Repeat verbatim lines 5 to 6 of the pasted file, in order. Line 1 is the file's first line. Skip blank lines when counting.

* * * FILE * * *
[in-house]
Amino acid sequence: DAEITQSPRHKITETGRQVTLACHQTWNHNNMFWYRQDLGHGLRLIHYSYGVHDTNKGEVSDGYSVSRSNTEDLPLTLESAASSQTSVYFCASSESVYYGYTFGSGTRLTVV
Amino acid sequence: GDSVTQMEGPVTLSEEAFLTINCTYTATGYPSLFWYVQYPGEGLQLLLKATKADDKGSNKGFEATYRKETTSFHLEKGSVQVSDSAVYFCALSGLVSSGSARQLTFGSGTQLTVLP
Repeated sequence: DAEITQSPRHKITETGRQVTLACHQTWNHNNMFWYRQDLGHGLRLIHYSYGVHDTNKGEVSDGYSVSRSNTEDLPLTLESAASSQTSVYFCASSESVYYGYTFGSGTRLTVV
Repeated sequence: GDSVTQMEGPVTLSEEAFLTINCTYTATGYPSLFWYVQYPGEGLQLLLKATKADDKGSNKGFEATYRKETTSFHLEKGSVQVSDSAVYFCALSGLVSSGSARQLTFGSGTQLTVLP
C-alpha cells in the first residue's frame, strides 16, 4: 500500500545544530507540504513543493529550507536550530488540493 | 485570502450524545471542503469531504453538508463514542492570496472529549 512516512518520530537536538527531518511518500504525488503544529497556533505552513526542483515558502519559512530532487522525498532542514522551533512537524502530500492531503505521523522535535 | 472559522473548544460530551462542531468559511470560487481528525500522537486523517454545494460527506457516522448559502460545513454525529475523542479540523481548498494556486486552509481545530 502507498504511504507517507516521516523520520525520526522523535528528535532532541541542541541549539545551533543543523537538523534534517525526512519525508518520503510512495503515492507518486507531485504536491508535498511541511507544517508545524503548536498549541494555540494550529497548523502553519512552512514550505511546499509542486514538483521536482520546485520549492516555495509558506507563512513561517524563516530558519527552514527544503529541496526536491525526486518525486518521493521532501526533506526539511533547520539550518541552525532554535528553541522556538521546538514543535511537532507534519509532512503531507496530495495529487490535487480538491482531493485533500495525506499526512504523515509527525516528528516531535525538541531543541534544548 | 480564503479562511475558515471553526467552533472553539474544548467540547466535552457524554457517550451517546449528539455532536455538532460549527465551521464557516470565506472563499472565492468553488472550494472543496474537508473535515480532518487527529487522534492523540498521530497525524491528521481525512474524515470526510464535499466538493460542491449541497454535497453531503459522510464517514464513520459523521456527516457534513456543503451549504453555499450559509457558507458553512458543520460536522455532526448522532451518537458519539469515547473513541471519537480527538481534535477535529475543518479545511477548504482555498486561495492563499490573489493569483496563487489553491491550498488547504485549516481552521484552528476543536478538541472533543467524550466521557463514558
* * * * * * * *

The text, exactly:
Repeated sequence: GDSVTQMEGPVTLSEEAFLTINCTYTATGYPSLFWYVQYPGEGLQLLLKATKADDKGSNKGFEATYRKETTSFHLEKGSVQVSDSAVYFCALSGLVSSGSARQLTFGSGTQLTVLP
C-alpha cells in the first residue's frame, strides 16, 4: 500500500545544530507540504513543493529550507536550530488540493 | 485570502450524545471542503469531504453538508463514542492570496472529549 512516512518520530537536538527531518511518500504525488503544529497556533505552513526542483515558502519559512530532487522525498532542514522551533512537524502530500492531503505521523522535535 | 472559522473548544460530551462542531468559511470560487481528525500522537486523517454545494460527506457516522448559502460545513454525529475523542479540523481548498494556486486552509481545530 502507498504511504507517507516521516523520520525520526522523535528528535532532541541542541541549539545551533543543523537538523534534517525526512519525508518520503510512495503515492507518486507531485504536491508535498511541511507544517508545524503548536498549541494555540494550529497548523502553519512552512514550505511546499509542486514538483521536482520546485520549492516555495509558506507563512513561517524563516530558519527552514527544503529541496526536491525526486518525486518521493521532501526533506526539511533547520539550518541552525532554535528553541522556538521546538514543535511537532507534519509532512503531507496530495495529487490535487480538491482531493485533500495525506499526512504523515509527525516528528516531535525538541531543541534544548 | 480564503479562511475558515471553526467552533472553539474544548467540547466535552457524554457517550451517546449528539455532536455538532460549527465551521464557516470565506472563499472565492468553488472550494472543496474537508473535515480532518487527529487522534492523540498521530497525524491528521481525512474524515470526510464535499466538493460542491449541497454535497453531503459522510464517514464513520459523521456527516457534513456543503451549504453555499450559509457558507458553512458543520460536522455532526448522532451518537458519539469515547473513541471519537480527538481534535477535529475543518479545511477548504482555498486561495492563499490573489493569483496563487489553491491550498488547504485549516481552521484552528476543536478538541472533543467524550466521557463514558